Not long ago, a 6-year-old boy from Gilbert named Max was headed nowhere. Diagnosed as autistic, he suffered constant emotional meltdowns in school and was taunted and teased by fellow students. He finally ended up in a class with mentally disabled children.
Max’s public school demanded that he take medication, but he was still regressing academically and emotionally.
Max’s fortunes improved dramatically when he was awarded a scholarship for Pupils with Disabilities to attend L.I.F.E., a specialized private school.
Today, Max does triple-digit multiplication. He is learning techniques to control his emotions. He can talk to people, answer questions and is off all medications. Not only is his family confident in taking him to Sea World this summer, but they feel college, employment, maybe even a family of his own are realistic hopes for Max.
But Max is just one of hundreds of Arizona children who have newfound hope in their lives from a Disability Scholarship, a ground-breaking program which permits the parents of disabled students to select the school most suitable for them. Ryan, a 7-year-old from Maricopa, suffers from cerebral palsy and epilepsy in addition to autism. His desperate parents enrolled him in four schools in three years, trying unsuccessfully to find something that could help Ryan. Today, at Grayshawk Academy, Ryan is flourishing in a safe yet stimulating environment. He’s acquiring verbal skills and can write his name. Ryan is finally playing with other children and has even made some friends. Everyone’s happy.
Well, not everyone. In fact, the future of the scholarship program is under serious threat from people who are accustomed to controlling the money and power in public education and aren’t thrilled about sharing it with parents.
It started with a lawsuit brought against the Disability Scholarships, as well as a similar program for foster children, by the usual crowd — teachers unions, school administrators, ACLU, People for the American Way.
Nothing unusual there. School choice legislation is always challenged in court by the education monopoly.
This time though, the state Court of Appeals held the program unconstitutional, based on the so called Blaine Amendment to the state constitution, which prohibits “appropriation of public money in aid of … private or sectarian schools.” Historically the product of anti-Catholic bigotry, it’s a big favorite of today’s “liberals.” Still, previous court decisions have established that programs like Disability Scholarships, in which the parents choose the school, have the purpose of aiding students, not schools. The schools are merely vendors, like hospitals or others from whom the state purchases services.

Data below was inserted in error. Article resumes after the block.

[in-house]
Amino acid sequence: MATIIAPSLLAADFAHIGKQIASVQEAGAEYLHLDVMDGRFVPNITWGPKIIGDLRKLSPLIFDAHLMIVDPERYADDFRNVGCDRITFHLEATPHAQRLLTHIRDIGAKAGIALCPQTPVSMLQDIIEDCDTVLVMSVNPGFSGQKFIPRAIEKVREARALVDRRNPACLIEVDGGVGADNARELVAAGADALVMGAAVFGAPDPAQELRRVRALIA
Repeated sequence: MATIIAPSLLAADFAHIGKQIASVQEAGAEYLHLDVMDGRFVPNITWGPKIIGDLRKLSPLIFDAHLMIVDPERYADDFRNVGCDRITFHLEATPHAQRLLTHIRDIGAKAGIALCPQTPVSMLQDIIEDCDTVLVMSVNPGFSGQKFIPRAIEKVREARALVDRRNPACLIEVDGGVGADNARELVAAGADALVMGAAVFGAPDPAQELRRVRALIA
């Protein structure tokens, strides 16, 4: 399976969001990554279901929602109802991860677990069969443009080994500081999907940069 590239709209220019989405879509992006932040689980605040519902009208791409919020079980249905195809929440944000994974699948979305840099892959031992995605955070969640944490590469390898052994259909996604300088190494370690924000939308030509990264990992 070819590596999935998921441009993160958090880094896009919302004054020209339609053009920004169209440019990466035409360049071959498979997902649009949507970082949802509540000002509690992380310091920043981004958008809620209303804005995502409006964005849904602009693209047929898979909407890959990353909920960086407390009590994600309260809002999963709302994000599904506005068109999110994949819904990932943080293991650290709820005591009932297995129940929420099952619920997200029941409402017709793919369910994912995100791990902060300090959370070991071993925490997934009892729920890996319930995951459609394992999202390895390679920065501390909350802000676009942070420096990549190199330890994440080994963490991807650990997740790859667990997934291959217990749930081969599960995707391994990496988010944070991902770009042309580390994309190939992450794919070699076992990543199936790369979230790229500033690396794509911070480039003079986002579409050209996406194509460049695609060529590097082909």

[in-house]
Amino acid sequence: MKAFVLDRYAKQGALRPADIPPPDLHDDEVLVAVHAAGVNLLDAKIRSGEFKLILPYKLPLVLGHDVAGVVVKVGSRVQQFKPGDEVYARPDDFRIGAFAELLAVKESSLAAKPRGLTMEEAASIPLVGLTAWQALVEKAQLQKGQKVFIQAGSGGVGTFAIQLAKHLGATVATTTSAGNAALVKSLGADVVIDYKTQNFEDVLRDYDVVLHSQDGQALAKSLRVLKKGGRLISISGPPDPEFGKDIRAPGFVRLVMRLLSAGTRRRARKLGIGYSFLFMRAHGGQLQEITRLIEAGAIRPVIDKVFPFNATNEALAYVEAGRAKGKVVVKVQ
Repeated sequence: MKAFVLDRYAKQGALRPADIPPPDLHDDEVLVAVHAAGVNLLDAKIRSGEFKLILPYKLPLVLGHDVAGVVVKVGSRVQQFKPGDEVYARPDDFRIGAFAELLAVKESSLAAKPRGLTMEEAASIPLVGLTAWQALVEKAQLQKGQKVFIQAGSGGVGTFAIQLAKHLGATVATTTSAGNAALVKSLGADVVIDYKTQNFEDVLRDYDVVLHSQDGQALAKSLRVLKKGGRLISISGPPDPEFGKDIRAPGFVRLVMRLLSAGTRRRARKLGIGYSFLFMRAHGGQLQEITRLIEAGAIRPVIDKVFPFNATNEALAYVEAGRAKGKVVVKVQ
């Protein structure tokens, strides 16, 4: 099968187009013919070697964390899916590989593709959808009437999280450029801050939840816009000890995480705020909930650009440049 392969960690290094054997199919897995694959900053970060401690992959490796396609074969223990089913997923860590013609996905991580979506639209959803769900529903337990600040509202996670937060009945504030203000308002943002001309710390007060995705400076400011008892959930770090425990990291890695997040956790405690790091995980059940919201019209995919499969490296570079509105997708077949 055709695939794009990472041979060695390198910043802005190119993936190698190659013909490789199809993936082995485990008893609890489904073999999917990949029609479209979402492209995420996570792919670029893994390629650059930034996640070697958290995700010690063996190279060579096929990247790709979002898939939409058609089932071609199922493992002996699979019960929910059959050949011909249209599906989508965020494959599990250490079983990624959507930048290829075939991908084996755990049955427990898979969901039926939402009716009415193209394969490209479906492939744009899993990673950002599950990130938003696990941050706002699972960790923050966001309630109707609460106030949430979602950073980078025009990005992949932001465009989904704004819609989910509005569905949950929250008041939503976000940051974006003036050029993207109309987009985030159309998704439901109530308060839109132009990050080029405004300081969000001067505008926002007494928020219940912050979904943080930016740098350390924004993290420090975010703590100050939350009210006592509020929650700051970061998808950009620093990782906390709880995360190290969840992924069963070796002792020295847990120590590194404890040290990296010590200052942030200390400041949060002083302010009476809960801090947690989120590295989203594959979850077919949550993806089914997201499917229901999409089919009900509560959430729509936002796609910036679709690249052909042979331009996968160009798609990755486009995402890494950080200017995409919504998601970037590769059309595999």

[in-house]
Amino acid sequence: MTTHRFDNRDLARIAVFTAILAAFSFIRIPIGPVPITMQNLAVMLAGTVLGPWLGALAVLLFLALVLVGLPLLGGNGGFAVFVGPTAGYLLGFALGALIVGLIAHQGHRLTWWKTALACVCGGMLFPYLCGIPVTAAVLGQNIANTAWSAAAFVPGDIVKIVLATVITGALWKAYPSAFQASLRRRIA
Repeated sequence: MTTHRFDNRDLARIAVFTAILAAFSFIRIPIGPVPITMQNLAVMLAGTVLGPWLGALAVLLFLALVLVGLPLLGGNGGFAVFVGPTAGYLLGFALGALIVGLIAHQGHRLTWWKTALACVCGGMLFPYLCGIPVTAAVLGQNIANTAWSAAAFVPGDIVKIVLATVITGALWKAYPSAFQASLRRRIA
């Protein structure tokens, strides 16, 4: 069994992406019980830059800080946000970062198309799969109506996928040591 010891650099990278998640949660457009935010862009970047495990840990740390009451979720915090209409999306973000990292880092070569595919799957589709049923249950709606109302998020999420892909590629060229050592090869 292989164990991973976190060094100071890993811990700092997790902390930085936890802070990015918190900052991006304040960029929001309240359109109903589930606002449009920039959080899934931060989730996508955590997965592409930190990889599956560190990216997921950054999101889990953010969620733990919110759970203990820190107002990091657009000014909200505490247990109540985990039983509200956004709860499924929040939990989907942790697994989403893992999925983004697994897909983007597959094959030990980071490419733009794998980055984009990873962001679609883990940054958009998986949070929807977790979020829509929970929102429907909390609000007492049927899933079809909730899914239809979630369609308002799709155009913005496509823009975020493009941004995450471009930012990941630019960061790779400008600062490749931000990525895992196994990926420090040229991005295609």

Moreover, school districts often provide tuition for students, including disabled students, to attend private schools. How is it possibly legal for school officials to use the same monies to send the same students to the same schools, but “unconstitutional” for parents to make the decision?
Next, Superintendent for Public Instruction Tom Horne announced that, based on advice from Attorney General Terry Goddard’s office, no further Disability Scholarships would be funded, even though the case was immediately appealed. It’s puzzling because Horne has been willing to resist Goddard’s apparently politicized “advice” in the past, as in the English Language Learner funding case. Still, his decision threatens to dash the newfound hopes of all the Max’s and Ryans out there. Distraught parents literally don’t know what to do.
Maybe the worst news of all is that the scholarship programs are “on the table” in the current budget negotiations. According to insiders, it “doesn’t look good.” The anti–choice crowd has been pressing to revoke this program ever since it became part of the negotiated budget agreement two years ago.
Nobody knows if the costs of the scholarships are offset by the public schools savings. But that really doesn’t matter to the special-interest groups desperate to get their power back before the programs grow and become even more successful and harder to dismantle.
Max’s and Ryan’s parents aren’t that political, they just want an opportunity for a good life for their children. But they’re in a tough spot. In this case, the appeals court, the attorney general, the state superintendent, the ACLU and powerful decision makers in state government have all weighed in against them. Say a little prayer.